Mama Stortini’s

It had been several years since last we ate at Mama Stortini’s, an Italian restaurant on the border of Puyallup and Sumner, Washington. It is a very good restaurant with a great menu, though we were a little disappointed to find the entree Sampler Platter no longer available (there is a sampler of appetizers); it was a large dish and one suspects it was not cost effective. We also noted the menu includes a number of non-Italian items now, including hamburgers and other sandwiches, no doubt a competitive necessity.

No matter, the individual entrees are delicious. I had one of my favorites, chicken marsala on a bed of risotto and mushrooms. It could have had a little more sauce, but the flavor was just right. Other members of our party enjoyed lasagna (one of Mama’s best items), lobster macaroni and cheese, and seafood fettucini in white sauce. Our appetizer was the cheese bread with housemade tomato feta relish–a great choice which could have made a whole meal. The dessert menu includes cobbler, ice cream sundaes, the obligatory tiramisu, and other  delights. We had spumoni, a chocolate sundae, and an exquisite little individual “Italian Style” cheesecake.

Service was excellent–there was no waiting–and the dining room is comfortable, not over-crowded the way so many restaurants are. Overall, a very satisfactory night out. If you are in the Puyallup/Sumner area, consider Mama’s next time you are in the mood for Italian. Additional locations are in Kent and Northgate (Seattle).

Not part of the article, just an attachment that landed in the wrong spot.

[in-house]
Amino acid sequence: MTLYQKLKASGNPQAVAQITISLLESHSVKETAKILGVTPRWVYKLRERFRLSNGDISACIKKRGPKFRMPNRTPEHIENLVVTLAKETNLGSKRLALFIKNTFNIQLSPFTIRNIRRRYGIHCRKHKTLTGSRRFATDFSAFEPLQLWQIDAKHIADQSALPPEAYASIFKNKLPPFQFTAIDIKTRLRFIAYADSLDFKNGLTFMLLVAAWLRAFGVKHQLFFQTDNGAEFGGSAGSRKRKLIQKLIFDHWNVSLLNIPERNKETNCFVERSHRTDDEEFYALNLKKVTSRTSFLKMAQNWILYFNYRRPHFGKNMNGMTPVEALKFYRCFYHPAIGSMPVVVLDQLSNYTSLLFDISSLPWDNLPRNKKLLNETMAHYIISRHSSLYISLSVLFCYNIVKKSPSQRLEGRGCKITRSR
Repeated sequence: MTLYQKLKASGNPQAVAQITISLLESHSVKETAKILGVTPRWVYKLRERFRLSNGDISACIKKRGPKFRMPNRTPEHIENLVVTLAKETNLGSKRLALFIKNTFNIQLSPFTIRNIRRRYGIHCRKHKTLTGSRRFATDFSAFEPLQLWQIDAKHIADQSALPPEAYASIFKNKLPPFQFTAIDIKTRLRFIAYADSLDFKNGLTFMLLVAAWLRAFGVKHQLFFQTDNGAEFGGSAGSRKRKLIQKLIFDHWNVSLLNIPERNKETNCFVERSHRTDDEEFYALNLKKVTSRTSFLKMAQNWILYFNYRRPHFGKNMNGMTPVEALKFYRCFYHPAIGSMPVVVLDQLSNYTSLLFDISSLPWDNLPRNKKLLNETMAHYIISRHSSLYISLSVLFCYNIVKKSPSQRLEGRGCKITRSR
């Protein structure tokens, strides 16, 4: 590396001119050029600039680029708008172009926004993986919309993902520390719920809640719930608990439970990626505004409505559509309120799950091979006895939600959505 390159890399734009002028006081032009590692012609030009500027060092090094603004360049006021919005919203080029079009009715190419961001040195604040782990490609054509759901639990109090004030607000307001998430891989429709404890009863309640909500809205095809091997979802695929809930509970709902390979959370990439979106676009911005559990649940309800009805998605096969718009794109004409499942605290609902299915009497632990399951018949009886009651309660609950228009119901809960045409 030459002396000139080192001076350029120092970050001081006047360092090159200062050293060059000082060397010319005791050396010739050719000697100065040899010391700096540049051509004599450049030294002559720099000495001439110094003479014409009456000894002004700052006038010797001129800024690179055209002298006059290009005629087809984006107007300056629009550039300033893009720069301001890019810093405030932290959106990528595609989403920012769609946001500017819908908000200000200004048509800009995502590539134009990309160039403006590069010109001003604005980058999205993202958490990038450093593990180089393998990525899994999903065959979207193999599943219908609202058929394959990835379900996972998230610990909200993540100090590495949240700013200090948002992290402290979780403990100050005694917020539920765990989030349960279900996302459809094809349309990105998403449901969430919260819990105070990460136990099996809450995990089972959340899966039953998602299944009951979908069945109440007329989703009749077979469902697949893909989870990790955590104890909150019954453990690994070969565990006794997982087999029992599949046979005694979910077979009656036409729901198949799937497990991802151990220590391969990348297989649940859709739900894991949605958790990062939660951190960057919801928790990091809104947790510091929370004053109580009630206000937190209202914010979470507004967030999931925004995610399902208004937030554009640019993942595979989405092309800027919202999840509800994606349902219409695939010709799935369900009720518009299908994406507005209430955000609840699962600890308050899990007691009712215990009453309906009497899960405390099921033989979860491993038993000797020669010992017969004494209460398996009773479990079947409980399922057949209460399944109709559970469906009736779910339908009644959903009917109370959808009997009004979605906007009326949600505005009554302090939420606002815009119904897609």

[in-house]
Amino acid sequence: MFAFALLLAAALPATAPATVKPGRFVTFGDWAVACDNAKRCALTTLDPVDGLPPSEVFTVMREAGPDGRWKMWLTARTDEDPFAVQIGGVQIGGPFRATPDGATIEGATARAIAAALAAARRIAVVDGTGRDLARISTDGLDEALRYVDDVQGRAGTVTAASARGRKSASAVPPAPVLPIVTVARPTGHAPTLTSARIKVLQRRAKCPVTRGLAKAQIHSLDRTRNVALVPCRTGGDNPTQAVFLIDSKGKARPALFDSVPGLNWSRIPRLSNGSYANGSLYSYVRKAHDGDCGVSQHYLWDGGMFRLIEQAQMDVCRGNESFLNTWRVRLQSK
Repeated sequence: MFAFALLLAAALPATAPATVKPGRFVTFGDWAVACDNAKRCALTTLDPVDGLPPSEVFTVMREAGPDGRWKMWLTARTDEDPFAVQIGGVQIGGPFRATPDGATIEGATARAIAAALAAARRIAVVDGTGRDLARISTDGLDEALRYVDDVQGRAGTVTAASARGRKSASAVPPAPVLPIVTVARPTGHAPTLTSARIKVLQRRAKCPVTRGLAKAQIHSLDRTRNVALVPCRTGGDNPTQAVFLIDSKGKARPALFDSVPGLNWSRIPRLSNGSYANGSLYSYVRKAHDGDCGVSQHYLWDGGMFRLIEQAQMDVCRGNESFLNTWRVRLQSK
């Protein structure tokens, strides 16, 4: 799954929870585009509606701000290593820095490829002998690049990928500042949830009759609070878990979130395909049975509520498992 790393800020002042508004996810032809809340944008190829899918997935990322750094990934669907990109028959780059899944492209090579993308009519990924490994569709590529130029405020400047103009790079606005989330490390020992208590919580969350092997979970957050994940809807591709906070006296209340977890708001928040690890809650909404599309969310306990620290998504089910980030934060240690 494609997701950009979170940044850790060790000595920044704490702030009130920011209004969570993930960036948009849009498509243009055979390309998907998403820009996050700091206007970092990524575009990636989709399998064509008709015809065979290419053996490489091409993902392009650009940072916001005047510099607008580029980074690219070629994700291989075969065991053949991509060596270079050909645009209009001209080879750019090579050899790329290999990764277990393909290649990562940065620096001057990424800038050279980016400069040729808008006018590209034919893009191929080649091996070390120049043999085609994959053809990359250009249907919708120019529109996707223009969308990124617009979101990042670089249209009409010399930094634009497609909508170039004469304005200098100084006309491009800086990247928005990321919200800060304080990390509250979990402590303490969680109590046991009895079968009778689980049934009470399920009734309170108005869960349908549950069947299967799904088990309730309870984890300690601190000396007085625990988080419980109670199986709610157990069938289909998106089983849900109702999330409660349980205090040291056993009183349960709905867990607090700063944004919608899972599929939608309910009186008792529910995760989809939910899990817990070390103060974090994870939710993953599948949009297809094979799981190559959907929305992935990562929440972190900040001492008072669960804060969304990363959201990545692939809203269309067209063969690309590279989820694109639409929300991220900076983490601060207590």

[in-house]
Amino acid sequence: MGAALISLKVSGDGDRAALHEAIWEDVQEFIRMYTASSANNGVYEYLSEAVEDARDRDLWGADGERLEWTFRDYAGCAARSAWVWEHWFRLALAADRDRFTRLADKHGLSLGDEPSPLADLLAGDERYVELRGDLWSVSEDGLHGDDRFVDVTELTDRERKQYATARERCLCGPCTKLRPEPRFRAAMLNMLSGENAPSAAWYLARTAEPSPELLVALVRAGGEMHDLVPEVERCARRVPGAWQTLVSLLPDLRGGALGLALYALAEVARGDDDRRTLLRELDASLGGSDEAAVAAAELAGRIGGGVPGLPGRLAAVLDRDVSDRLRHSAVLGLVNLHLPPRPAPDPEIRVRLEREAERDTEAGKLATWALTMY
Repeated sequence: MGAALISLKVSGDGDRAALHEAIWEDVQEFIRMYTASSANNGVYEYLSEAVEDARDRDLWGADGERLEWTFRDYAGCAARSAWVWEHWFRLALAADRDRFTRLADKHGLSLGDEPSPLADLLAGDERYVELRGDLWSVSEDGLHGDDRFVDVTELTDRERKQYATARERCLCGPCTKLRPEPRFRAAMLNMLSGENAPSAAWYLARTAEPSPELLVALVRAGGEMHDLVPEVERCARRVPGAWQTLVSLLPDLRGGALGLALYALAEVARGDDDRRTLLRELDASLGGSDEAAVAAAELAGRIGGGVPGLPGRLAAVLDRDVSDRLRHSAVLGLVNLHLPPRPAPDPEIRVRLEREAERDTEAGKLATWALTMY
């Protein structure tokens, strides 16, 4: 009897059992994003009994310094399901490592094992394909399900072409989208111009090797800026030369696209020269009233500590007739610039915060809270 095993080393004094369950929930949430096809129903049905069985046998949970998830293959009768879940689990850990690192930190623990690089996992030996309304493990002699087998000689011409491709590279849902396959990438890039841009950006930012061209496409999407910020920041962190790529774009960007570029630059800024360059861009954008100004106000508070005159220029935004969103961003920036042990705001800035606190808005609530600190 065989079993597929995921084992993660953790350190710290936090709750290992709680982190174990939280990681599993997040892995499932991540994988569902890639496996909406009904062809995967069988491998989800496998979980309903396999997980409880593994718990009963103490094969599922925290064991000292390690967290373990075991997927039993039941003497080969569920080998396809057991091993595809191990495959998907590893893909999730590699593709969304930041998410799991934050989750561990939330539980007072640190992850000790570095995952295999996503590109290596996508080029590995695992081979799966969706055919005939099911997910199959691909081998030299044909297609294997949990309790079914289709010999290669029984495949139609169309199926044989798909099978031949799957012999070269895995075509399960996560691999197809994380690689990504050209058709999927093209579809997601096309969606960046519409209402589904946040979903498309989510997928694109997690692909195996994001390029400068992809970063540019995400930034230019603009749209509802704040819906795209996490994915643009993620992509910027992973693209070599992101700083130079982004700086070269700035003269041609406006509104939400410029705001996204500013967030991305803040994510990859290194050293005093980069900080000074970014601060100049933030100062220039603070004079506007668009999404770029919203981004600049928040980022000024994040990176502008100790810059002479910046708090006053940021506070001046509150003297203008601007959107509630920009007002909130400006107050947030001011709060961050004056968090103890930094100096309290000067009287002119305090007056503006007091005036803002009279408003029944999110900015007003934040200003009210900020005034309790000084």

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Ocean Shores

Although I have spent most of my life in the Pacific Northwest, and much of that in Washington state, this past week was my first visit to the little coastal resort called Ocean Shores. It is situated just northwest of Gray’s Harbor, a sharkbite shaped bay along the middle of Washington’s Pacific coast. Besides being known for its clams and crabs, the bay is home of Aberdeen, a rough and tumble timber port called the “Gateway to the Olympic Peninsula”. Ocean Shores is a pleasant town tucked into the coastal woods of one of the peninsulas that define the outer boundary of the bay.

 

 

We stayed at a condo/resort/hotel called The Canterbury Inn. Facilities were clean, tidy, and very pleasant, with open views of the beach about a quarter mile away. Although there were some spectacular blue skies and beautiful clouds, days were mostly overcast, cool, and intermittently breezy, comfortable for us humans who are not very heat tolerant, but brisk for Mitzi, the Havanese puppy we brought with us. She spent much of her time being held and sheltered from the elements.

 

 

Besides the usual assortment of generally good seafood restaurants, Ocean Shores is home to Galway Bay, an Irish restaurant, pub, and gift shop, well worth the visiting. Their fish and chips was outstanding, cooked with a good beer batter rather than the light coatings currently the fad in the Seattle area. Their soda bread is excellent, comfort food at its best, and the perfect accompaniment to their clam chowder. Another dish we tried is called Forfar Bridie, a Scottish dish invented by a Forfar baker in the 1850’s, described in the menu as “beef and lamb slowly braised in white wine, flavored just right with sautéed onions, carrots, potatoes,  garlic and herbs.  Then baked in a puff pastry and covered with our famous Whiskey Cream Sauce.” It reminded me of a sort of partially disassembled shepherd’s pie on a plate, and, aye, it is “flavored just right.”

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We will certainly return to Ocean Shores, about two hours west of Olympia, and definitely return to Galway Bay. They will be hosting, incidentally, their 15th Annual Celtic Music Festival October 16-21, 2018. We can hardly wait.

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